Following our Ancestors on the Texas Trail – part 1

“Gone to Texas” – that’s what many families claimed in the early 1800s to depict their migration to find new opportunities.   In 1824, Mexico passed the General Colonization Law, formally opening Texas to colonization.  Empresario grants were offered to individuals to encourage settlement and economic growth in what was then the remote Mexican land of Texas. The result was an influx of people seeking to find a better life for their family. In many cases they left signs posted on doors or carved in fences that said simply “G.T.T.” – “Gone to Texas.” Even today, those letters appear in penciled notations in records from that period in many other states.

FGS invites you to join us in San Antonio, Texas on August 27-30, 2014, for the 2014 Conference that draws genealogists from around the world. This year, we can all say we’ve “Gone to Texas.”

San Antonio offers a number of research opportunities during the conference. However, why not take this opportunity to take a research trip to other repositories throughout the state. Start now to plan your trip. We are fortunate that early Texans valued historic records; thus we have a number of repositories throughout the state. Texas is home to two of the top genealogical libraries in the country as well as a the NARA’s Southwest Regional Archives.  Watch for information about other research sites in the coming weeks.

Dallas Public Library Genealogy and Special Collections – The J. Erik Jonsson Central Library in downtown Dallas is home to one of the largest and most comprehensive collections for family history research in the Southwest. Named one of the Top 10 genealogy collections in the U.S. by Family Tree Magazine, the collection includes books, microfilm, microfiche, maps and charts related to all states and counties of the U.S. as well as resources for many foreign countries. Plus, the library maintains special collections on the 7th floor that include historical photographs and maps and other materials related specifically to Dallas and the surrounding area.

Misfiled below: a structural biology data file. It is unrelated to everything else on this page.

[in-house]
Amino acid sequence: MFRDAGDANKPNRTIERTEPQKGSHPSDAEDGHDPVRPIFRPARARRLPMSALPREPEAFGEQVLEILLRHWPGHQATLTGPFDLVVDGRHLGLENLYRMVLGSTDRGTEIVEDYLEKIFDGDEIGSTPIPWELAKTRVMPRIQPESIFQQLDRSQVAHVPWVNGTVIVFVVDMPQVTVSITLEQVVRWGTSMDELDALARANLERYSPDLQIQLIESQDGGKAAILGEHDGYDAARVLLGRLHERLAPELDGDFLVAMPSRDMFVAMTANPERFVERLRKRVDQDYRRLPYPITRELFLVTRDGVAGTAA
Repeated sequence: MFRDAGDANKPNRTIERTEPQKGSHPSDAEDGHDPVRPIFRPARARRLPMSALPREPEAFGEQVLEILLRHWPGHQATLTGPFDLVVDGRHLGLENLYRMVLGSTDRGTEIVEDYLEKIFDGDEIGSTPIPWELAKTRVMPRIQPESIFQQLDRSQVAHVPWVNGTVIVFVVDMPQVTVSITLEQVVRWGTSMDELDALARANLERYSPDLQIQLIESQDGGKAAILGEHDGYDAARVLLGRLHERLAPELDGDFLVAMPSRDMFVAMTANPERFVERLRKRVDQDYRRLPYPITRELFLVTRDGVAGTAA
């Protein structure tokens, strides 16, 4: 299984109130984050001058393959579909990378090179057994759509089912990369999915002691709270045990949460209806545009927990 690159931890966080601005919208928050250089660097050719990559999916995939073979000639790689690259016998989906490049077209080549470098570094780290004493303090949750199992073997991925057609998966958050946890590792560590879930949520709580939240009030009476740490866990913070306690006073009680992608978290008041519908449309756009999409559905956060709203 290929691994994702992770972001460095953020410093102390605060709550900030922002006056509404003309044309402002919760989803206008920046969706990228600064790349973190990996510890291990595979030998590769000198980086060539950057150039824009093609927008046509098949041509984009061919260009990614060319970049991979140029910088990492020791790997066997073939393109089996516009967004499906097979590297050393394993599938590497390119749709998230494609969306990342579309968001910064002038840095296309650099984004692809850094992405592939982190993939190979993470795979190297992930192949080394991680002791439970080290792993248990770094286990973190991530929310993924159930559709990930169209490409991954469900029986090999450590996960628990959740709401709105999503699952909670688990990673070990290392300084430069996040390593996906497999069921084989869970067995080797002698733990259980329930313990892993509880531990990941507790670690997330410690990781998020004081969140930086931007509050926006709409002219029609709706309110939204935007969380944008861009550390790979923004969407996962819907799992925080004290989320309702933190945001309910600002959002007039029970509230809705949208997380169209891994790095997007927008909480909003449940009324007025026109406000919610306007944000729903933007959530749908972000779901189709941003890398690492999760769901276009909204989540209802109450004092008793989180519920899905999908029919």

National Archives at Fort Worth – The Federal Records Centers for the National Archives have been preserving the nation’s records for more than 50 years.  There are two facilities in Fort Worth: one for archival records and one for microfilm research and public access computers. Records housed at the John Burgess facility date from the early 1800s to the late 1900s and include materials from over 100 Federal agencies and courts in Arkansas, Louisiana, Oklahoma and Texas. Appointments may be scheduled to view the records at this facility. The Montgomery Plaza facility located in downtown Fort Worth is open to the public Monday-Friday and the third Saturday of each month. Here you’ll have access to federal population censuses, military and pension records, Dawes rolls and other records for the Five Civilized Tribes. Access to records is free. Visit their web site for hours and additional information.

HoustonClayton Library Center for Genealogical Research – The Clayton Library is a branch of the Houston Public Library. Named one of the top genealogy research libraries in the country by Family Tree Magazine, It is located in Houston’s Museum District in one of four building that include the original Clayton House, the Carriage and Guest House.  Its collection contains approximately 100,000 books, 3000 periodical titles; 70,000 reels of microfilm, and a microfiche and microcard collection.

There are 254 counties in Texas, all with resources and stories to tell. This is just the beginning. Over the next few months, you will learn more about Texas resources. Start now to make your plans for San Antonio in 2014.



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